By Laurie Goering
KATOWICE, Poland, Dec 17 (Thomson Reuters Foundation) - Farming in the Jacuipe Basin of Brazil's parched northeast has never been easy. But rising temperatures and a halving of rainfall over the decades mean it now rarely pays.
"Everybody is saying the climate is changing (and) it's getting more difficult to produce," said Daniele Cesano, a renewable energy developer whose business interests have taken a twist: trying to make cows and cacti pay in a warming world.
Cesano works with more than 100 struggling farmers in the northeast to find new feed for their dairy cattle and new sources of income, while smoothing fluctuations in milk supply.
His business aims to make farmers - and the region's milk supply system - better able to cope with harsher weather linked to climate change.
So far the MAIS (Smart and Sustainable Agro-climate Model) experiment has proven promising enough that it is set to be expanded next year to similarly drought-hit Sicily and Spain.
"I've come to this with the perspective of a project developer. It's something that doesn't exist in agriculture," Cesano said at the U.N. climate talks in Poland last week.
"Conventional agricultural is dominated by a conventional package. If you produce soy, all these multinational companies sell you what you need" - and that stops farmers developing because costs are high and incomes low, he told the Thomson Reuters Foundation.
"We tried to come up with a different, sustainable package," said Cesano, who runs Adapta Group, a social enterprise working on climate change adaptation.
CORN TO CACTUS
In the Jacuipe Basin, that starts with persuading farmers to stop feeding their cattle corn - which struggles in dry conditions - and start feeding them cactus, which is native to the area and less thirsty.
With older farmers, "it's very difficult to change their mindset," Cesano admitted. Their expectations are low due to the inefficiency of government programmes, he said.
"We say, 'Give us one month or two. If you do what we suggest and don't see results, we will disappear. But if you see results, we have a future together'," he added.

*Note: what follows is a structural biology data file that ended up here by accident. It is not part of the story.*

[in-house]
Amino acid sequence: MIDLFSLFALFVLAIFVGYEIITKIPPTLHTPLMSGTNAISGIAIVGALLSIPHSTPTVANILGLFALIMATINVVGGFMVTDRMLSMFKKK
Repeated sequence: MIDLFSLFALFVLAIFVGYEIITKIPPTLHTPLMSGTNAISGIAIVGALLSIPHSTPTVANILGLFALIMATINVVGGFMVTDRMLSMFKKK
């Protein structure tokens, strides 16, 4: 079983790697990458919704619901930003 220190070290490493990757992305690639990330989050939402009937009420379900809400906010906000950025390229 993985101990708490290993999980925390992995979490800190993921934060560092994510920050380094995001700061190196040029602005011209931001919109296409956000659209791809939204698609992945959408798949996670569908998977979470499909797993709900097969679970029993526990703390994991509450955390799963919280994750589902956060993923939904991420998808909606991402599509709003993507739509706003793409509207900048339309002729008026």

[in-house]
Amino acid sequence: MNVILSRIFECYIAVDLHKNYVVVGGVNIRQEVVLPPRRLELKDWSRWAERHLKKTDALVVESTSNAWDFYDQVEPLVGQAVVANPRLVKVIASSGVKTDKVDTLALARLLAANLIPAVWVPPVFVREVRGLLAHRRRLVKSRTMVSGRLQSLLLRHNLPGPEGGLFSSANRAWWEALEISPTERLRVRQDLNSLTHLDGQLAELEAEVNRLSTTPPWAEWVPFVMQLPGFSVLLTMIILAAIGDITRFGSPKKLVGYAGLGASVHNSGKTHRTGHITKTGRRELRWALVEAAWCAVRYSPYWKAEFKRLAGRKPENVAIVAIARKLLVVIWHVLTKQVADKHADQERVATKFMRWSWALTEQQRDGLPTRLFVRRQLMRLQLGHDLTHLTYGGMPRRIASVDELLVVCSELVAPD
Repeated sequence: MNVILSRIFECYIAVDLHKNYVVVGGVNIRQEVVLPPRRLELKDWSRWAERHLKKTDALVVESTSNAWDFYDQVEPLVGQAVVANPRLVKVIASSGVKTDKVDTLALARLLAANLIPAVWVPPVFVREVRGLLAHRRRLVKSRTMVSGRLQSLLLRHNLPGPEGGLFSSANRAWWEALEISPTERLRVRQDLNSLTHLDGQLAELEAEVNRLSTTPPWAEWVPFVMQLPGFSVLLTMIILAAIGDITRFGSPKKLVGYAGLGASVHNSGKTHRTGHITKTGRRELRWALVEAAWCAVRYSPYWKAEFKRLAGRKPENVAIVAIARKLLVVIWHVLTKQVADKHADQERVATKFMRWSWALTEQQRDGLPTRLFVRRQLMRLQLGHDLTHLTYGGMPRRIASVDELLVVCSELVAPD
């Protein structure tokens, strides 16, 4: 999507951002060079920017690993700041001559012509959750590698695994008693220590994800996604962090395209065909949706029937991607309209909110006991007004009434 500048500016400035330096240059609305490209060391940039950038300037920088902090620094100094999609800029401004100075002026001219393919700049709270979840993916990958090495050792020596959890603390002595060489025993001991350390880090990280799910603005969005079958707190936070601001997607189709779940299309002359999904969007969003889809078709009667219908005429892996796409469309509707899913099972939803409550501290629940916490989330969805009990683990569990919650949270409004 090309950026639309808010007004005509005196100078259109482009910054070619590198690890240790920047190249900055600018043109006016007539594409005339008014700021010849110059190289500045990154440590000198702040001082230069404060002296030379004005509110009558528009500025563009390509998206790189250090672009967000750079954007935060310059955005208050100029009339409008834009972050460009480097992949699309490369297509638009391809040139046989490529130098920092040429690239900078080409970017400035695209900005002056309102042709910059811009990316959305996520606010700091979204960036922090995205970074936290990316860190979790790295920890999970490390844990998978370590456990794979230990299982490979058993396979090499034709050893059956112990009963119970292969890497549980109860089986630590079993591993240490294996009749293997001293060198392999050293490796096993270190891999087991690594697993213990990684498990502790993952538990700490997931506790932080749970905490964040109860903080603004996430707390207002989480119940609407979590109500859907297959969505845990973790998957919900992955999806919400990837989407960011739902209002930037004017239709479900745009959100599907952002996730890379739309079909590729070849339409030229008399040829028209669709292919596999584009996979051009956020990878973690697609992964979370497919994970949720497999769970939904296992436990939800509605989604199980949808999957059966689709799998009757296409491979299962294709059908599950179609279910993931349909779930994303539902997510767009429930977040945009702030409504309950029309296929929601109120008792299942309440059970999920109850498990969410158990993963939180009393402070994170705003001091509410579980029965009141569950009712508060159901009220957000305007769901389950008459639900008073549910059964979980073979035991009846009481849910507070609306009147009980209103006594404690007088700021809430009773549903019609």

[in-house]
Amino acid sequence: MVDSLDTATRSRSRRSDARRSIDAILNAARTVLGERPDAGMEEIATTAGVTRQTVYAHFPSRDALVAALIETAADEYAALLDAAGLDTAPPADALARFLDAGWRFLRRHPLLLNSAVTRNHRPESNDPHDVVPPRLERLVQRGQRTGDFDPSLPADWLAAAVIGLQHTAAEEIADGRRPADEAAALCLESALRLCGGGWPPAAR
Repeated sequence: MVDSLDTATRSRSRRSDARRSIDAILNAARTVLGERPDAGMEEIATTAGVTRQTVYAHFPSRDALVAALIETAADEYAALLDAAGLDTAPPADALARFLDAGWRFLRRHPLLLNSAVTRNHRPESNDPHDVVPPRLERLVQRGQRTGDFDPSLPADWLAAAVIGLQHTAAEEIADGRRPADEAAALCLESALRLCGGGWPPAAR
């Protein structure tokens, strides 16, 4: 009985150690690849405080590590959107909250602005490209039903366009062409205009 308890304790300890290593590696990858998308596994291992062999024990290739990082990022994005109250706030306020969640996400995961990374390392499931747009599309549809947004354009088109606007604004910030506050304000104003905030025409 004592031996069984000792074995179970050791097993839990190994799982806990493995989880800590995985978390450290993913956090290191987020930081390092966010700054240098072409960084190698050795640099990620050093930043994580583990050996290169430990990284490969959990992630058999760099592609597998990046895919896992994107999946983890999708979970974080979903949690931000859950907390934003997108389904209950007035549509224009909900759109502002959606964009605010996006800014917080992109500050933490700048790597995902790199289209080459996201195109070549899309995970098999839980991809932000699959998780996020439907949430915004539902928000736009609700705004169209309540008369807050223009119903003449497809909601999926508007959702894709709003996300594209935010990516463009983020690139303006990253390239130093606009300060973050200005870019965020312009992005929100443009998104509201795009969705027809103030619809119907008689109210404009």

On a 20-hectare farm, that starts with putting in 2.5 hectares of cactus - enough to feed a typical herd of dairy cattle year round, with 50 percent less water, Cesano said.
Farmers begin saving money as they grow their own feed, and can then start to afford key tools, from an electric cactus harvester to a mechanical milking machine, he said.
They also have the means to rehabilitate exhausted pastures, plant trees for fruit and timber, and raise chicken, fish or bees, to create more diverse sources of income.
The most successful farmers have seen a 10-fold increase in profit after a few years of following the approach, Cesano said, while average farmers have quintupled their milk income. Water use on the farms has fallen by half.
The initiative also hooks farmer cooperatives up with commercial credit providers, and helps those wanting to start small businesses selling equipment for the new farming system.
In an area where milk production used to fluctuate by as much as 50 percent between the wet and dry seasons, the changes have brought farmer cooperatives more lucrative contracts with suppliers who depend on a stable supply, Cesano said.
"It becomes a way to transform the value chain," he said. "You get ecosystem regeneration, a good-quality product with carbon reductions, lower water consumption."
Cesano's business received start-up help from the Inter-American Development Bank and the Nordic Development Fund.
But it now makes profits by charging farmers a small fee for technical assistance - sometimes a challenge in a place where government help is often free, he said.
In Poland, the project was recognised by the U.N. "Momentum for Change" initiative, which showcases novel solutions to tackling climate change by communities, cities, companies and others.
"What really makes the MAIS project special is that it helps connect farmers with financial institutions so that they can adapt to climate change while still earning a living and providing food and water security for the region – even during periods of intense drought," said Sarah Marchildon, who leads Momentum for Change.
Cesano now aims to offer the same package to up to 1,000 farmers over the next few years, bringing in development banks and impact investors to "show it's possible to do it at scale".
Already his organisation is working with other farmers growing cocoa and coffee in Brazil's Atlantic coastal forest and running dairy operations in southern Brazil.
"We've got to the point where we have a waiting list," he said.
He thinks the effort can withstand worsening drought in northeast Brazil - though not necessarily for all farmers.
With climate change, drought "is going to get way worse", predicted Cesano. "Only the most professional farmers will stay in business."
Adapta's new method may not be able to save everyone.
"But we have to select the best and make them extremely productive and environmentally conscious. That's our objective," he said.
(Reporting by Laurie Goering @lauriegoering; editing by Megan Rowling. Please credit the Thomson Reuters Foundation, the charitable arm of Thomson Reuters, that covers humanitarian news, climate change, resilience, women's rights, trafficking and property rights. Visit http://news.trust.org/climate)
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